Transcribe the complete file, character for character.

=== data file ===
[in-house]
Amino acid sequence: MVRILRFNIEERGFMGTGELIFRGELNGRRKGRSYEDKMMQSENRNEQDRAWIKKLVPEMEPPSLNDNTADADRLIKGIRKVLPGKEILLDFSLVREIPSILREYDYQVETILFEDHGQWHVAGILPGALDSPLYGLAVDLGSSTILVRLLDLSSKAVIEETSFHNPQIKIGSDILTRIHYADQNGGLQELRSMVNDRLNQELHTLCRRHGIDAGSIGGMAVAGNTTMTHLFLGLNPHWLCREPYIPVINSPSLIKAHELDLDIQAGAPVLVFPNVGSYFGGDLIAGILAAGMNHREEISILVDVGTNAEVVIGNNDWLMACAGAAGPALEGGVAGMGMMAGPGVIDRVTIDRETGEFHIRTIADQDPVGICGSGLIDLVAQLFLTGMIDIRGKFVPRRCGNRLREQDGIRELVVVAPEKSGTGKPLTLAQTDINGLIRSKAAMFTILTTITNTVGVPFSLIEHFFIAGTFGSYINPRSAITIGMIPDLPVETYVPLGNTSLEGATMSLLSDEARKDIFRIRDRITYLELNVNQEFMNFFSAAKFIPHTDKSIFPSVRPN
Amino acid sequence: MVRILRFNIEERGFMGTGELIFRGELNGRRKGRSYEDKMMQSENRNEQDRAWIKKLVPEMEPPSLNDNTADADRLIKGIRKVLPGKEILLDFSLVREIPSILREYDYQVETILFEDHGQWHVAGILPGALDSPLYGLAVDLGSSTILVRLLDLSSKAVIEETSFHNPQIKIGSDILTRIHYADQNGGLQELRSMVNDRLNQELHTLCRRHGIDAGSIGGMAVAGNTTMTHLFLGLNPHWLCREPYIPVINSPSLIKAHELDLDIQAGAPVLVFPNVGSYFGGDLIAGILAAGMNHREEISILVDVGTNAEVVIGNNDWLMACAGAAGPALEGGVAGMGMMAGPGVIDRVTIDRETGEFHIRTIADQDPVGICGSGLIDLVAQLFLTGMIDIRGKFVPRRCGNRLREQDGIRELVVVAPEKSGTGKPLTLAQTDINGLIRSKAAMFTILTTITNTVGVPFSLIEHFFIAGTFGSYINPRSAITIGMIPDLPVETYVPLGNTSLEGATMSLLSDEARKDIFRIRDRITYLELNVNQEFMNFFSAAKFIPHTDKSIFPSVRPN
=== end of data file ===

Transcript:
[in-house]
Amino acid sequence: MVRILRFNIEERGFMGTGELIFRGELNGRRKGRSYEDKMMQSENRNEQDRAWIKKLVPEMEPPSLNDNTADADRLIKGIRKVLPGKEILLDFSLVREIPSILREYDYQVETILFEDHGQWHVAGILPGALDSPLYGLAVDLGSSTILVRLLDLSSKAVIEETSFHNPQIKIGSDILTRIHYADQNGGLQELRSMVNDRLNQELHTLCRRHGIDAGSIGGMAVAGNTTMTHLFLGLNPHWLCREPYIPVINSPSLIKAHELDLDIQAGAPVLVFPNVGSYFGGDLIAGILAAGMNHREEISILVDVGTNAEVVIGNNDWLMACAGAAGPALEGGVAGMGMMAGPGVIDRVTIDRETGEFHIRTIADQDPVGICGSGLIDLVAQLFLTGMIDIRGKFVPRRCGNRLREQDGIRELVVVAPEKSGTGKPLTLAQTDINGLIRSKAAMFTILTTITNTVGVPFSLIEHFFIAGTFGSYINPRSAITIGMIPDLPVETYVPLGNTSLEGATMSLLSDEARKDIFRIRDRITYLELNVNQEFMNFFSAAKFIPHTDKSIFPSVRPN
Amino acid sequence: MVRILRFNIEERGFMGTGELIFRGELNGRRKGRSYEDKMMQSENRNEQDRAWIKKLVPEMEPPSLNDNTADADRLIKGIRKVLPGKEILLDFSLVREIPSILREYDYQVETILFEDHGQWHVAGILPGALDSPLYGLAVDLGSSTILVRLLDLSSKAVIEETSFHNPQIKIGSDILTRIHYADQNGGLQELRSMVNDRLNQELHTLCRRHGIDAGSIGGMAVAGNTTMTHLFLGLNPHWLCREPYIPVINSPSLIKAHELDLDIQAGAPVLVFPNVGSYFGGDLIAGILAAGMNHREEISILVDVGTNAEVVIGNNDWLMACAGAAGPALEGGVAGMGMMAGPGVIDRVTIDRETGEFHIRTIADQDPVGICGSGLIDLVAQLFLTGMIDIRGKFVPRRCGNRLREQDGIRELVVVAPEKSGTGKPLTLAQTDINGLIRSKAAMFTILTTITNTVGVPFSLIEHFFIAGTFGSYINPRSAITIGMIPDLPVETYVPLGNTSLEGATMSLLSDEARKDIFRIRDRITYLELNVNQEFMNFFSAAKFIPHTDKSIFPSVRPN